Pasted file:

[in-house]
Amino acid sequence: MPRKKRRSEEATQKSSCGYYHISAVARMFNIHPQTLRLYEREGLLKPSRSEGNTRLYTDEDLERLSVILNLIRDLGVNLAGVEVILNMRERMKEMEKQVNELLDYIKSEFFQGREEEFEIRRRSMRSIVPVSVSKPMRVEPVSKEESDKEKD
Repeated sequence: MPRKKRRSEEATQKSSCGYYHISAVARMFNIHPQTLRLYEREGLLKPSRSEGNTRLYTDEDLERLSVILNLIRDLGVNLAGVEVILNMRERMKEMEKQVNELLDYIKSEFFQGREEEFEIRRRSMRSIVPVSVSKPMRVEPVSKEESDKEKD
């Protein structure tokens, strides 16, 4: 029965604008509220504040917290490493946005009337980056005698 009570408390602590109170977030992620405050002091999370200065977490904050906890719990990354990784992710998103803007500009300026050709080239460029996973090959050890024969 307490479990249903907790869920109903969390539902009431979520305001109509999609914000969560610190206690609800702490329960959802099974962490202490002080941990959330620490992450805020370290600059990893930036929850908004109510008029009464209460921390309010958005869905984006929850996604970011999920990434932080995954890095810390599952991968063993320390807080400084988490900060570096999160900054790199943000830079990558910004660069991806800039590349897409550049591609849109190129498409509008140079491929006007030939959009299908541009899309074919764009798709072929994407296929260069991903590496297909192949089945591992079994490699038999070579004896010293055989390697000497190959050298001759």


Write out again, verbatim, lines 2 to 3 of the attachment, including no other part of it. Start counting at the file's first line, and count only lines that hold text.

Amino acid sequence: MPRKKRRSEEATQKSSCGYYHISAVARMFNIHPQTLRLYEREGLLKPSRSEGNTRLYTDEDLERLSVILNLIRDLGVNLAGVEVILNMRERMKEMEKQVNELLDYIKSEFFQGREEEFEIRRRSMRSIVPVSVSKPMRVEPVSKEESDKEKD
Repeated sequence: MPRKKRRSEEATQKSSCGYYHISAVARMFNIHPQTLRLYEREGLLKPSRSEGNTRLYTDEDLERLSVILNLIRDLGVNLAGVEVILNMRERMKEMEKQVNELLDYIKSEFFQGREEEFEIRRRSMRSIVPVSVSKPMRVEPVSKEESDKEKD